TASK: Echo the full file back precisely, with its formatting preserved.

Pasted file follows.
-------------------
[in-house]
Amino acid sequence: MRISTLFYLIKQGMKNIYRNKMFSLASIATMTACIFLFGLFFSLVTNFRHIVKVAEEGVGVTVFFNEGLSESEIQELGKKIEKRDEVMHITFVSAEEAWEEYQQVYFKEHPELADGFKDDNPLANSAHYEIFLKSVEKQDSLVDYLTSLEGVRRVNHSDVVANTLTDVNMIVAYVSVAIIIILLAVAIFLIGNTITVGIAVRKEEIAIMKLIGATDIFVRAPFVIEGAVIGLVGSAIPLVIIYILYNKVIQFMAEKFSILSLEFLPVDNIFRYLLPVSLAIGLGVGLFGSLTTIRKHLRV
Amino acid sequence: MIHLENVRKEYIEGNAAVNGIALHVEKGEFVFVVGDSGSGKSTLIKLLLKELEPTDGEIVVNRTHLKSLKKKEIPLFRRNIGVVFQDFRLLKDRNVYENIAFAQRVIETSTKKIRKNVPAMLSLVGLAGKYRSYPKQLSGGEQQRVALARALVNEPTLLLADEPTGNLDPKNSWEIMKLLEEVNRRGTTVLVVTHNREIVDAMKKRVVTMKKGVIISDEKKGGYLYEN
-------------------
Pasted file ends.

[in-house]
Amino acid sequence: MRISTLFYLIKQGMKNIYRNKMFSLASIATMTACIFLFGLFFSLVTNFRHIVKVAEEGVGVTVFFNEGLSESEIQELGKKIEKRDEVMHITFVSAEEAWEEYQQVYFKEHPELADGFKDDNPLANSAHYEIFLKSVEKQDSLVDYLTSLEGVRRVNHSDVVANTLTDVNMIVAYVSVAIIIILLAVAIFLIGNTITVGIAVRKEEIAIMKLIGATDIFVRAPFVIEGAVIGLVGSAIPLVIIYILYNKVIQFMAEKFSILSLEFLPVDNIFRYLLPVSLAIGLGVGLFGSLTTIRKHLRV
Amino acid sequence: MIHLENVRKEYIEGNAAVNGIALHVEKGEFVFVVGDSGSGKSTLIKLLLKELEPTDGEIVVNRTHLKSLKKKEIPLFRRNIGVVFQDFRLLKDRNVYENIAFAQRVIETSTKKIRKNVPAMLSLVGLAGKYRSYPKQLSGGEQQRVALARALVNEPTLLLADEPTGNLDPKNSWEIMKLLEEVNRRGTTVLVVTHNREIVDAMKKRVVTMKKGVIISDEKKGGYLYEN